What is Clonaid?
Clonaid is the company set up by the Raelian cult to market its cloning techniques, which it claims can reverse ageing and cure diseases such as Alzheimers.
What are the different types of cloning?
There are two types – the first, reproductive cloning, creates babies that are exact genetic copies of their mother or father.
The second type, therapeutic cloning, involves creating “stem cells” by cloning existing cells from human organs. Raelians believe they can use these cells to repair damaged organs and turn back the body’s ageing process.
What are stem cells?
Stem cells are the “master cells” of the body. They are very young cells that develop into the “building block” cells of every organ in the body. Raelians claim to have cloned cells from the patients they are treating. Scientists accept that, with the right chemical stimulation, stem cells could be turned into heart cells, brain cells or any other type.
How could they be used?
Therapeutic cloning would allow stem cells to be implanted into patients with severe or incurable diseases. For example, stem cells could be inserted into the damaged brains of Parkinson’s sufferers, developing into new brain cells and effectively regrowing the damaged area.
Could they reverse ageing?
Scientists accept that it is theoretically possible. As cells in the body replicate, they get slightly shorter so that, over time, the body weakens.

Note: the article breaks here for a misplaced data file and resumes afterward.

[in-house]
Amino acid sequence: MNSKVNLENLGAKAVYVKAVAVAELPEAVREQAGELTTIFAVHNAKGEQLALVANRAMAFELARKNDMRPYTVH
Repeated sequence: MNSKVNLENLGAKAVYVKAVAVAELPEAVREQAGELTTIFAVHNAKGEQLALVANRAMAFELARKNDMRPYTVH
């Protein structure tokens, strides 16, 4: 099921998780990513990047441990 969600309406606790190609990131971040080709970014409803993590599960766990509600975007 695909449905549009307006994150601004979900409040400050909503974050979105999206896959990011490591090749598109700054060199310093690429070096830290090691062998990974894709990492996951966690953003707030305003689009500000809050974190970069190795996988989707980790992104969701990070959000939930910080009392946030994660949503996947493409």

By using stem cells to maintain their original size, it it should be possible to control and even reverse ageing.
But Raelians have refused to provide details about how they might achieve this, so scientists say it is impossible to judge their techniques.
Is what the Realians are doing legal?
From June this year, cloning of human embryos was allowed in Britain by the Human Fertilisation and Embryology Authority (HFEA) for certain medical purposes such as stem-cell research.
But use of stem cells on adult patients – as Raelians claim to have done – is still banned.
In America, stem-cell research is far more tightly controlled, although a recent law has paved the way for more experiments. Many rogue scientists working on cloning technology are believed to be based in China and the Middle East where there are no controls. But little is known of their work.